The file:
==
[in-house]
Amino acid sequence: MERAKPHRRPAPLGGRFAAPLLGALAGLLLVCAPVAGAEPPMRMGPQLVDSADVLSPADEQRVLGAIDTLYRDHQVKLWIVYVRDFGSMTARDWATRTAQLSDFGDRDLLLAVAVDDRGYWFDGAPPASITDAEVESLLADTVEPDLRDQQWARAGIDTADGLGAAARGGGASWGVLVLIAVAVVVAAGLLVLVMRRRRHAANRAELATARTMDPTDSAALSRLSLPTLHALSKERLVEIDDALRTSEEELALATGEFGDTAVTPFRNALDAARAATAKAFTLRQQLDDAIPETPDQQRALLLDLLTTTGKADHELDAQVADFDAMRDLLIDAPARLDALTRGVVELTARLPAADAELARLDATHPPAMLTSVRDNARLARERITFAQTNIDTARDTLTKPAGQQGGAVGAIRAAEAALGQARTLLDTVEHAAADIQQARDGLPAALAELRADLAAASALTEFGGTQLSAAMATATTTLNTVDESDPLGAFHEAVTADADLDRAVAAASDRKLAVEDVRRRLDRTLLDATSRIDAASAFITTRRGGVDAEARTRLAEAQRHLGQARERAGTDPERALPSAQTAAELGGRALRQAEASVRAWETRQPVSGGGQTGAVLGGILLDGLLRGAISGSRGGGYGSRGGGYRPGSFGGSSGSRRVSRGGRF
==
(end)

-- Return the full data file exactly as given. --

[in-house]
Amino acid sequence: MERAKPHRRPAPLGGRFAAPLLGALAGLLLVCAPVAGAEPPMRMGPQLVDSADVLSPADEQRVLGAIDTLYRDHQVKLWIVYVRDFGSMTARDWATRTAQLSDFGDRDLLLAVAVDDRGYWFDGAPPASITDAEVESLLADTVEPDLRDQQWARAGIDTADGLGAAARGGGASWGVLVLIAVAVVVAAGLLVLVMRRRRHAANRAELATARTMDPTDSAALSRLSLPTLHALSKERLVEIDDALRTSEEELALATGEFGDTAVTPFRNALDAARAATAKAFTLRQQLDDAIPETPDQQRALLLDLLTTTGKADHELDAQVADFDAMRDLLIDAPARLDALTRGVVELTARLPAADAELARLDATHPPAMLTSVRDNARLARERITFAQTNIDTARDTLTKPAGQQGGAVGAIRAAEAALGQARTLLDTVEHAAADIQQARDGLPAALAELRADLAAASALTEFGGTQLSAAMATATTTLNTVDESDPLGAFHEAVTADADLDRAVAAASDRKLAVEDVRRRLDRTLLDATSRIDAASAFITTRRGGVDAEARTRLAEAQRHLGQARERAGTDPERALPSAQTAAELGGRALRQAEASVRAWETRQPVSGGGQTGAVLGGILLDGLLRGAISGSRGGGYGSRGGGYRPGSFGGSSGSRRVSRGGRF